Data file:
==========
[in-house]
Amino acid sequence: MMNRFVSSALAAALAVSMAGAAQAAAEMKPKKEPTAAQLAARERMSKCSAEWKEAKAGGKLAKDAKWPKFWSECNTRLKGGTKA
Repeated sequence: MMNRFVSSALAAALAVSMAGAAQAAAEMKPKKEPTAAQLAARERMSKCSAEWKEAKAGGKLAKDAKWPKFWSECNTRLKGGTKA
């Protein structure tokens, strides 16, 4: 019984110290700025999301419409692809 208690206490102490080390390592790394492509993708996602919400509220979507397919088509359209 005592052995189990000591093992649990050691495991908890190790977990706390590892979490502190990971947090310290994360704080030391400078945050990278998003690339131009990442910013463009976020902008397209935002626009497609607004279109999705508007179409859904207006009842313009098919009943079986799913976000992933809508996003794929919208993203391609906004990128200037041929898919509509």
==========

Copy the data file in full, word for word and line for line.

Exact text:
[in-house]
Amino acid sequence: MMNRFVSSALAAALAVSMAGAAQAAAEMKPKKEPTAAQLAARERMSKCSAEWKEAKAGGKLAKDAKWPKFWSECNTRLKGGTKA
Repeated sequence: MMNRFVSSALAAALAVSMAGAAQAAAEMKPKKEPTAAQLAARERMSKCSAEWKEAKAGGKLAKDAKWPKFWSECNTRLKGGTKA
């Protein structure tokens, strides 16, 4: 019984110290700025999301419409692809 208690206490102490080390390592790394492509993708996602919400509220979507397919088509359209 005592052995189990000591093992649990050691495991908890190790977990706390590892979490502190990971947090310290994360704080030391400078945050990278998003690339131009990442910013463009976020902008397209935002626009497609607004279109999705508007179409859904207006009842313009098919009943079986799913976000992933809508996003794929919208993203391609906004990128200037041929898919509509």